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CFDs : Opening an account

"Who is the best CFD broker and where should I open my account" is a question that's often asked.

But there's no right or wrong answer. Some customers are happy with broker A whereas others much prefer broker B, C or D. The best advice I can give is to research the different firms and what they offer.

This is important as one broker might for example be better for very short term traders while another one more suitable for swing traders (trading 5-20 day moves).

If I were going to open a CFD account these are some of the points I'd look into -

  • Direct Market Access - Personally, I would favour CFD brokers that offer direct market access (DMA)

  • Online software - Look at a broker's trading software and how it compares to the other firms - many will offer a free download with delayed prices

  • Commissions - Lower is obviously better and anything above 0.2% per trade (a £10,000 deal would cost £20) is I think too expensive

  • Minimum commissions - Also, do they have a minimum commission level - important if your trades are relatively small as the minimum commission as a percentage of the deal size can turn out to be expensive

  • Financing rates, most brokers charge LIBOR + around 2%, again you always want the cheapest but cheap financing rates are not nearly as important as cheap commissions

  • Dividends - How are dividends handled, some brokers will pay out 100% of any dividend income, others 80%-90% - More information on Dividends and CFDs

  • Customer service - Call up their helpline and see how quickly they answer - quick and efficient is obviously what you're looking for (but in my experience customer service at all the brokers is normally always excellent)
Use internet Message Boards to check out a CFD broker

We humans are notorious for trying to blame someone when things go wrong, even if it's our fault in the first place.

So if you use one of the message boards to check out a broker, and Trade2win.com/boards is in my opinion easily the best (for the UK market) you're likely to see more than a few negative posts about this or that broker.

Chances are the customer will have lost money and is venting his disapproval of the broker who he partly blames. Now, usually this won't be true. So be wary of placing too much trust on any one post, especially negative rants.

A better way of using the message boards is to take your time studying all the posts. Then, you'll get a much better balance of which CFD brokers run good and professional operations and perhaps which ones to avoid.

Message Board Tip

Don't ask the question straight away "which is the best CFD broker" because

a) It's not defined enough, ie best for what - you, me, day trading, US stocks etc, and
b) It will have been asked 101 times in the past

Instead, keep quiet, don't initially post a question, use the search function, then get a cup of coffee, put aside 1-2 hours and get reading. Do that and you're odds on to get the low-down on most of the CFD brokers.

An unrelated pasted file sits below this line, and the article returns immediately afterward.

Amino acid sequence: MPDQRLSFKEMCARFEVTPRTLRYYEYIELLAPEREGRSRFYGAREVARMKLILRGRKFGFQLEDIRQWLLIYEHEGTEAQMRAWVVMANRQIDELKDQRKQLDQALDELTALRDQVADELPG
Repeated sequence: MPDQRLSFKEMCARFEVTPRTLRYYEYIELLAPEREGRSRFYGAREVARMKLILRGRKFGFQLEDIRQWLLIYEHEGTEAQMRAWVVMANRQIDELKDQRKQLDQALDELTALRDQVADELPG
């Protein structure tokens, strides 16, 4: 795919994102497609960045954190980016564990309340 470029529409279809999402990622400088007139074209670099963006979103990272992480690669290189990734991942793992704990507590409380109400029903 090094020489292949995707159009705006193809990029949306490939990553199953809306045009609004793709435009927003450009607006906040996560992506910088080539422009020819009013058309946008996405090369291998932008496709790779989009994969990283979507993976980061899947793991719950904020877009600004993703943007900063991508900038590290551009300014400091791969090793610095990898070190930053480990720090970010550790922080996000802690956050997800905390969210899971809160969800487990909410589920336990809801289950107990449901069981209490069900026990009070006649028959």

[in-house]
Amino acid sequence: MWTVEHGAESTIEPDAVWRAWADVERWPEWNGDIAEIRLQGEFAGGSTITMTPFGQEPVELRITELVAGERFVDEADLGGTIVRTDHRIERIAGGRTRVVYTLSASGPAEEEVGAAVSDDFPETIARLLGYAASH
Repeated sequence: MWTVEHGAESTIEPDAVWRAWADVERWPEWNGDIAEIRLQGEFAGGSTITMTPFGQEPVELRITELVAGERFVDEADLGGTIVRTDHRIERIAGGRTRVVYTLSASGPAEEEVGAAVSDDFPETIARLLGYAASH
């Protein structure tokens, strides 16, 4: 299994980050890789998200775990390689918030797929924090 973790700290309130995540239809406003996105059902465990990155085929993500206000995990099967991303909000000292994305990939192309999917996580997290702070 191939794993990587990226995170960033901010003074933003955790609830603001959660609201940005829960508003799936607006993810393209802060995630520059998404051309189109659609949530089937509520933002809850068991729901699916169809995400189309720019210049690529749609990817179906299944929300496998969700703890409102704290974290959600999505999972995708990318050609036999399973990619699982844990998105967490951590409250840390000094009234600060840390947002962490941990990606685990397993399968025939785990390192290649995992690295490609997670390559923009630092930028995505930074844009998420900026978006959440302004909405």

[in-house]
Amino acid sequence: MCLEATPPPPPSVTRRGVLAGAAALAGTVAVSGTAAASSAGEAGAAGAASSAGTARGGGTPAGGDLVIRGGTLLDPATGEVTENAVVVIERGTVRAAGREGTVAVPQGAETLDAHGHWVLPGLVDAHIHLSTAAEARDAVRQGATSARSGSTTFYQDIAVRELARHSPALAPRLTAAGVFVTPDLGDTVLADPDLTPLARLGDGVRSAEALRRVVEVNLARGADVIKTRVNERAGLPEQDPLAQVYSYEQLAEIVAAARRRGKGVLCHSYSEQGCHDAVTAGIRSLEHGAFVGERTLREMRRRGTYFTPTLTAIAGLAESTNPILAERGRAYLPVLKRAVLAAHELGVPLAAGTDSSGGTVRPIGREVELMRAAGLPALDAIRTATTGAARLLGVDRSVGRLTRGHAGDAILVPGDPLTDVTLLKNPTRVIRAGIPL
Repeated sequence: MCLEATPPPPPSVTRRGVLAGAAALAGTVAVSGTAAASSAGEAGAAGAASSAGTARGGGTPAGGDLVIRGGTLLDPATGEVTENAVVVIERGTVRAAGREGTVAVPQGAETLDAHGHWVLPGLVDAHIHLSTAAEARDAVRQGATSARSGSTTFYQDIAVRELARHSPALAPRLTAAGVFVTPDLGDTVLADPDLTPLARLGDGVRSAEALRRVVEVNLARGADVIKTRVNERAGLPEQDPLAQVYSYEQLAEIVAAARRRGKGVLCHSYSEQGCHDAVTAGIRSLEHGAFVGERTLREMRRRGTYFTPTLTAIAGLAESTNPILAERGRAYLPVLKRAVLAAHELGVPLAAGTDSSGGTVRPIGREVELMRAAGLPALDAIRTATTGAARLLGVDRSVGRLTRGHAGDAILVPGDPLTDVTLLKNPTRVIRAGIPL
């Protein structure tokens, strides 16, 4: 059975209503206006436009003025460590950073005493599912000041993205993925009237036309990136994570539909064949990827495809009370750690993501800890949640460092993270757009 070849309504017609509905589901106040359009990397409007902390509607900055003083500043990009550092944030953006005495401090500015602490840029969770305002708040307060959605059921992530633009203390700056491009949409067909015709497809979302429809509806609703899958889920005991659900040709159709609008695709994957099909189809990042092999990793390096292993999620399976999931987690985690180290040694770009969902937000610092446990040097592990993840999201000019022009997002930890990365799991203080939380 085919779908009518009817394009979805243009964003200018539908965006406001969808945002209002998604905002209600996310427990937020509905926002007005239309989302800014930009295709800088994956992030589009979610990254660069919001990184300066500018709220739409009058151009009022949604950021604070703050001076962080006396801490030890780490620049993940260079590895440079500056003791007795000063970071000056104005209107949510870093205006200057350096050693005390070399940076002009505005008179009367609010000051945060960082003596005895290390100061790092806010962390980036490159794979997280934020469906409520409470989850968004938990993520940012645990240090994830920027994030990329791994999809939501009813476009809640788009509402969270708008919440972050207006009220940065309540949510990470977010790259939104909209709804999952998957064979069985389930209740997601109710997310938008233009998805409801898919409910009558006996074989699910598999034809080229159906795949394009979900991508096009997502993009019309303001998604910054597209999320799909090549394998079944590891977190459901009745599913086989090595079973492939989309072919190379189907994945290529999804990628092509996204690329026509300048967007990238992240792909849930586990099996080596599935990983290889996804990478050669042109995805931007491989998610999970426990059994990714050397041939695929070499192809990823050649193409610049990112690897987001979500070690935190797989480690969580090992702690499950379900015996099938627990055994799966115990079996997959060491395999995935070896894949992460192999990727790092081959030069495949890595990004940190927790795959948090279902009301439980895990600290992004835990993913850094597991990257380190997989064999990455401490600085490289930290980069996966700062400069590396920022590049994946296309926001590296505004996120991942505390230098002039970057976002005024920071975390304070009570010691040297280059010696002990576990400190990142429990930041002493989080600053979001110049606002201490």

Then, if necessary ask a more specific question.

CFD clients need to be 'professionals' as classed by the FSA

The financial regulator, the FSA, requires all financial brokers to classify their clients depending on many factors including -

  • Age
  • Market knowledge, and
  • General trading experience

This means that all CFD brokers will first make sure you're qualified to trade margined products before you'll be allowed to open an account.

Don't worry, the broker is not going to ask you to sit an exam but they must feel comfortable that you are in turn comfortable with trading a leveraged tool, and more importantly the potential risks involved.

CFD clients will normally always be classed as 'intermediate' which indicates they have previous experience of margined products, perhaps spread bets, options or general stockmarket trading.

What this intermediate classification ultimately means is that if the client were to lose a large amount of money he can't blame the broker for pushing a product that was both unsuitable to him and where he didn't fully understand the risks.

What to do if you need to get experience in margined products

CFDs are not for beginners so the best way to get experience of margined products is with spread bets. Spread bets offer the ability to trade in much smaller amounts of money, perhaps risking no more than £10 - £50 per trade.

So open a spread bet account, fund it with £200 - £500 and then try to trade 2-10+ times a week risking small amounts of money per trade. Then if you lose it won't matter too much as your losses over a period of time should be no more that £100 - £300. Plus, don't discount the benefit of losing money as it's often a great educator.

Then, when you've got the experience of margined products, know how they work and the potential risks you'll be ready to open a CFD account.

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